In this piece written for Religion Dispatches she explains how Mitt Romney’s Mormonism shaped his “severe conservatism” but why his faith also provides a foundation for a merciful vision of American community. The two sides of Mormon spirituality help explain why Utah backed the New Deal and voted Democrat up until the 1950s when the civil rights movement and fear of international communism sparked a retreat into the world of John Birch paranoia that is still evident in the rantings of Glenn Beck.
Mitt, Moochers, and Mormonism’s “Other” Legacy
Growing up with Mormon narratives—a two-part memoir and reflection on the good, the very bad, and a dreamed-for future.
By Mary Barker
There are many stories on which a Mormon is raised: narratives of the elect, America and the Constitution, the latter days, and free agency—all of which play a role in Mitt Romney’s “severe” conservatism. The bombshell release of video in which he trumpets his disdain for moochers, and reveals a remarkably casual approach to Middle East politics, all resonate with the Calvinist heritage of Mormon theology, as well as with principal Mormon narratives. But Mormonism also holds the seeds of a decidedly progressive politics—a possible Mormon liberation theology.
Does Romney’s religion matter? It’s a question that has been asked many times this election season. My answer, below, is in two parts, as I journey from End Times theology (the “latter days”) through Mormonism’s radical social and political past.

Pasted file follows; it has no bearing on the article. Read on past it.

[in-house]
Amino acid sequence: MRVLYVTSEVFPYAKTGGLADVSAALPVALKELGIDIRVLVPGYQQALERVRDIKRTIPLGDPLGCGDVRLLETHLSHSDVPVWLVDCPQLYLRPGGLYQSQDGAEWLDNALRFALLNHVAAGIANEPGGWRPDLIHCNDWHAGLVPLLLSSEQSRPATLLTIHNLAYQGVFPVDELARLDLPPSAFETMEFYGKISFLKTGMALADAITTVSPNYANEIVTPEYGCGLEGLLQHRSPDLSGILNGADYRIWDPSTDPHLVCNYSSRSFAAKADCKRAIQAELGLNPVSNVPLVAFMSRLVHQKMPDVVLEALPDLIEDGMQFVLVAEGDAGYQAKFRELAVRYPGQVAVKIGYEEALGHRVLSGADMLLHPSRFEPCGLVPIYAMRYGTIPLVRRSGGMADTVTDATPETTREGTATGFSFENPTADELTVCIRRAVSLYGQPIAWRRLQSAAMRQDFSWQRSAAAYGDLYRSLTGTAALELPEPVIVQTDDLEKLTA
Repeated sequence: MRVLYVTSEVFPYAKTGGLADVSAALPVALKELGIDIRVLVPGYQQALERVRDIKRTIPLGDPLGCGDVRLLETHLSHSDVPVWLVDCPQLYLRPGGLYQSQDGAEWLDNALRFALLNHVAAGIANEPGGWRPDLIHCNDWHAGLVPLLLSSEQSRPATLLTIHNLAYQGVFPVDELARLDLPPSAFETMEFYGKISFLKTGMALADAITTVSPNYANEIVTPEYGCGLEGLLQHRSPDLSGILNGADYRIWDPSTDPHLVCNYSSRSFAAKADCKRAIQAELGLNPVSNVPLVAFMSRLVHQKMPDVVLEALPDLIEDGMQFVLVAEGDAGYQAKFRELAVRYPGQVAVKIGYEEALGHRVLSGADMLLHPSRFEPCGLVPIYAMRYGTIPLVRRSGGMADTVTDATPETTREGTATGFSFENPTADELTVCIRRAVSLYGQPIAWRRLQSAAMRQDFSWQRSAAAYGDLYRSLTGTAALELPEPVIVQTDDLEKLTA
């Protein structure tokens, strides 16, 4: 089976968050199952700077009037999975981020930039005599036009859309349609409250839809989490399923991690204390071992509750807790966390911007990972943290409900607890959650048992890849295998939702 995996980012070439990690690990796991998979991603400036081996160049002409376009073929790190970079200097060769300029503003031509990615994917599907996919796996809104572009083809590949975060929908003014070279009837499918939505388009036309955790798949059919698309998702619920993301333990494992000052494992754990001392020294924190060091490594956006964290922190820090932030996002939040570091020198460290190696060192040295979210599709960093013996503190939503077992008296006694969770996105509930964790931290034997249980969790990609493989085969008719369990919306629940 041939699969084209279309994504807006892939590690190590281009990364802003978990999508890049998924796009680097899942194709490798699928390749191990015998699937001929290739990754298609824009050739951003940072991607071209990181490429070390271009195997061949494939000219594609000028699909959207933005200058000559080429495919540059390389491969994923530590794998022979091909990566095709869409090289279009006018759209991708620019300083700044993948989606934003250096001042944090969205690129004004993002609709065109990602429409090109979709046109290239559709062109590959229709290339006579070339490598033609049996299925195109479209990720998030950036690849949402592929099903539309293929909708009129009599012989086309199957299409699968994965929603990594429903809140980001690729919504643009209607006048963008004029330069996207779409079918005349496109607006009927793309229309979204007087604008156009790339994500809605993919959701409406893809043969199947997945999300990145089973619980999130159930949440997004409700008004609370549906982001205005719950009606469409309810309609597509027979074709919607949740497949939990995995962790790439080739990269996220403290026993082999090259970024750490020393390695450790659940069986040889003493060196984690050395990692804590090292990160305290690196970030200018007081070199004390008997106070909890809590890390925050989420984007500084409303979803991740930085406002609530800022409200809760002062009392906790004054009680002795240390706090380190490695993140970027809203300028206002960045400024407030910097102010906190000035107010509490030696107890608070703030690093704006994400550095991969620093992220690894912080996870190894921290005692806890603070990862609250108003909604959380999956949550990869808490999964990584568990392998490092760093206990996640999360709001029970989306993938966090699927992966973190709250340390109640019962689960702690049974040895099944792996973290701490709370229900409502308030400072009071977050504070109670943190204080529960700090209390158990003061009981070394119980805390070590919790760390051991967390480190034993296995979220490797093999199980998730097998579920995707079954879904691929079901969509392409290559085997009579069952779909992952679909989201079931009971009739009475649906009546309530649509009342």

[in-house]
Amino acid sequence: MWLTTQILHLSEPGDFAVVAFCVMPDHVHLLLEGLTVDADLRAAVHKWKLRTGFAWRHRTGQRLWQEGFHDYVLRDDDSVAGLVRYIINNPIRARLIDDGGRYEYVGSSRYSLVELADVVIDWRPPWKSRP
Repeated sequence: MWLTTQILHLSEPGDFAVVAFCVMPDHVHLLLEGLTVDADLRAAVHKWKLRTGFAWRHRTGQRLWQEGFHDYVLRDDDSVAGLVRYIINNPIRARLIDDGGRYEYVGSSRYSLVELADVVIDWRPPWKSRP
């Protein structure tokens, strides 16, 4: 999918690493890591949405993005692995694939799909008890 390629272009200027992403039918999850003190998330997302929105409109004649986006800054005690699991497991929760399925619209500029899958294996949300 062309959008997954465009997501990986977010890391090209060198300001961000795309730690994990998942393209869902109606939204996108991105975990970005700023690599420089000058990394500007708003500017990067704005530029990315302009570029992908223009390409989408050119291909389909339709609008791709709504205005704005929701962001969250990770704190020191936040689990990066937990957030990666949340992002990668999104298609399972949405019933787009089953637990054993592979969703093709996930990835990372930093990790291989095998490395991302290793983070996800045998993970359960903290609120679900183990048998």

I grew up at the end of the world. As a Latter-day Saint, I made my debut just before the final curtain. During my youth, rumors circulated about neighbors and boyfriends whose special “patriarchal blessings” prophesied that they would never taste of death. That fairly clearly set the limit on time. The rebellious Sixties just confirmed what the Cold War had already shown us—that we were in a final showdown with evil that would only get worse until the second coming of Jesus which is now. (more…)
By Alan Bean
Now that Paul Ryan is Mitt Romney’s choice for VP, you will be hearing a lot about Ayn Rand, probably not enough to impact the election, but a lot. Many will ask how a devout Catholic and family man can lionize a woman who despised God, rejected the “altruistic” teaching of Jesus, and called the family an artificial and unnecessary creation.
The easy answer is that Paul Ryan doesn’t really like Ayn Rand at all. In fact, he is now saying that he rejects her atheistic philosophy without reservation.
For the tiny handful of Christian conservatives who may have been concerned about a potential VP embracing the religion of Antichrist, that should suffice. There simply aren’t enough voters in our brave new America who know enough about Ayn Rand’s glorification of reason and selfishness, Roman Catholic ethics, or the teaching of Jesus to see a problem.
Ryan’s recent protestations of love for Rand’s economic philosophy were the stuff of romance. In 2005, Ryan told the Atlas Society: